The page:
University of Worcester Worcester Research and Publications
 
  USER PANEL:
  ABOUT THE COLLECTION:
  CONTACT DETAILS:

‘The Living Death of Alzheimer’s’ Versus ‘Take a Walk to Keep Dementia at Bay’: Representations of Dementia in Print Media and Carer Discourse

Peel, Elizabeth (2014) ‘The Living Death of Alzheimer’s’ Versus ‘Take a Walk to Keep Dementia at Bay’: Representations of Dementia in Print Media and Carer Discourse. Sociology of Health & Illness, 36 (6). pp. 885-901. ISSN Print: 0141-9889 Online: 1467-9566

[img]
Preview
Text
Peel%202014%20SHI%2036.pdf - Published Version
Available under License Creative Commons Attribution.

Download (133kB) | Preview

Abstract

Understanding dementia is a pressing social challenge. This paper draws on the ‘Dementia talking: care conversation and communication’ project which aims to understand how talk about, and to, people living with dementia is constructed. In this paper I draw on the construction of dementia manifest in two data-sets - a corpus of 350 recent UK national newspaper articles and qualitative data derived from in-depth interviews with informal carers. These data were analysed using a thematic discursive approach. A ‘panic-blame’ framework was evident in much of the print media coverage. Dementia was represented in catastrophic terms as a ‘tsunami’ and ‘worse than death’, juxtaposed with coverage of individualistic behavioural change and lifestyle recommendations to ‘stave off’ the condition. Contrary to this media discourse, in carers’ talk there was scant use of hyperbolic metaphor or reference to individual responsibility for dementia, and any corresponding blame and accountability. I argue that the presence of individualistic dementia ‘preventative’ behaviours in media discourse is problematic, especially in comparison to other more ‘controllable’ and treatable chronic conditions. Engagement with, and critique of, the nascent ‘panic-blame’ cultural context may be fruitful in enhancing positive social change for people diagnosed with dementia and their carers.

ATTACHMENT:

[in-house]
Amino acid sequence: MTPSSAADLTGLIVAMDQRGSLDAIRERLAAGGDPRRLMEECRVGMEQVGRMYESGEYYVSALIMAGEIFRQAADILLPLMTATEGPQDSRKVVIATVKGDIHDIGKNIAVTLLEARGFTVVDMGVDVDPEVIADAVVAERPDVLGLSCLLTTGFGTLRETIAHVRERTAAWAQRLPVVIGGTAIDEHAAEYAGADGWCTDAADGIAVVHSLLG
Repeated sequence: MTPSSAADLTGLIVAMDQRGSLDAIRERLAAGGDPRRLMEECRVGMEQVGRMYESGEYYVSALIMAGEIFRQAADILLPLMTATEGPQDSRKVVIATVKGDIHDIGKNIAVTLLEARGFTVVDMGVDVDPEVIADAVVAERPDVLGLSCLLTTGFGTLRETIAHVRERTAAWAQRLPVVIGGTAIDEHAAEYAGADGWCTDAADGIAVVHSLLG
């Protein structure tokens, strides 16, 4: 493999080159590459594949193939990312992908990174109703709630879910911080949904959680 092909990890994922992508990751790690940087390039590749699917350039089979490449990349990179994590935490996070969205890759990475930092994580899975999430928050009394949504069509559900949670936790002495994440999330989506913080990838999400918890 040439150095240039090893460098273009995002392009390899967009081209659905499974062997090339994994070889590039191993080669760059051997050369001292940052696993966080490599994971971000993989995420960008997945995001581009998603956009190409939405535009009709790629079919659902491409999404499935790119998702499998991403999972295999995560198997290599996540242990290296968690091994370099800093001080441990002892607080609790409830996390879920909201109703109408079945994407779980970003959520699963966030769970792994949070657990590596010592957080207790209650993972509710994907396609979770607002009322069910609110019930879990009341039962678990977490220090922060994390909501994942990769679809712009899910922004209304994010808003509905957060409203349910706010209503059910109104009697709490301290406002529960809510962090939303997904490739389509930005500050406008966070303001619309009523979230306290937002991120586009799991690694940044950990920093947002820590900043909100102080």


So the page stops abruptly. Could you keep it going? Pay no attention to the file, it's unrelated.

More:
Item Type: Article
Additional Information:

The full-text can be accessed via the official URL.

Uncontrolled Keywords: dementia, Alzheimer's disease, media, carers, discourse
Subjects: H Social Sciences > H Social Sciences (General)
Divisions: Academic Departments > Institute of Health and Society
Related URLs:
Copyright Info: Gold Open Access
Depositing User: Elizabeth Peel
Date Deposited: 22 Oct 2013 13:10
Last Modified: 22 Mar 2016 16:52
URI: https://eprints.worc.ac.uk/id/eprint/2606

Actions (login required)

View Item View Item
 
     
Worcester Research and Publications is powered by EPrints 3 which is developed by the School of Electronics and Computer Science at the University of Southampton. More information and software credits.